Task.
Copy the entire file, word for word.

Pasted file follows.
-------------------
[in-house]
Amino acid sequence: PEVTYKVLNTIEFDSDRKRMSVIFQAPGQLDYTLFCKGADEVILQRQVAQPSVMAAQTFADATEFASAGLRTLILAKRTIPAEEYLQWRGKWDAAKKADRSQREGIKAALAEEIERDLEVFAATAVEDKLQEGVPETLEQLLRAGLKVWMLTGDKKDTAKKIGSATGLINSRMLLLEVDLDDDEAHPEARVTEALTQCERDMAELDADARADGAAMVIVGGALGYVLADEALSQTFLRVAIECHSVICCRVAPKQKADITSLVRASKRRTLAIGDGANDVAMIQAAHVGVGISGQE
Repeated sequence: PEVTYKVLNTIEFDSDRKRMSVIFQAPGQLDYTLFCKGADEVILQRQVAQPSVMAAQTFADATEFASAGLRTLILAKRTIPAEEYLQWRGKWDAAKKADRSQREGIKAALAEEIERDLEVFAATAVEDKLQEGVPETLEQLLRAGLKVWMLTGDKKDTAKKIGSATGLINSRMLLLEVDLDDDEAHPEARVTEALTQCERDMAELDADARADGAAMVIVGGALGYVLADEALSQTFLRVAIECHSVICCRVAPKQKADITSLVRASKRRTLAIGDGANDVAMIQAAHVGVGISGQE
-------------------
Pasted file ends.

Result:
[in-house]
Amino acid sequence: PEVTYKVLNTIEFDSDRKRMSVIFQAPGQLDYTLFCKGADEVILQRQVAQPSVMAAQTFADATEFASAGLRTLILAKRTIPAEEYLQWRGKWDAAKKADRSQREGIKAALAEEIERDLEVFAATAVEDKLQEGVPETLEQLLRAGLKVWMLTGDKKDTAKKIGSATGLINSRMLLLEVDLDDDEAHPEARVTEALTQCERDMAELDADARADGAAMVIVGGALGYVLADEALSQTFLRVAIECHSVICCRVAPKQKADITSLVRASKRRTLAIGDGANDVAMIQAAHVGVGISGQE
Repeated sequence: PEVTYKVLNTIEFDSDRKRMSVIFQAPGQLDYTLFCKGADEVILQRQVAQPSVMAAQTFADATEFASAGLRTLILAKRTIPAEEYLQWRGKWDAAKKADRSQREGIKAALAEEIERDLEVFAATAVEDKLQEGVPETLEQLLRAGLKVWMLTGDKKDTAKKIGSATGLINSRMLLLEVDLDDDEAHPEARVTEALTQCERDMAELDADARADGAAMVIVGGALGYVLADEALSQTFLRVAIECHSVICCRVAPKQKADITSLVRASKRRTLAIGDGANDVAMIQAAHVGVGISGQE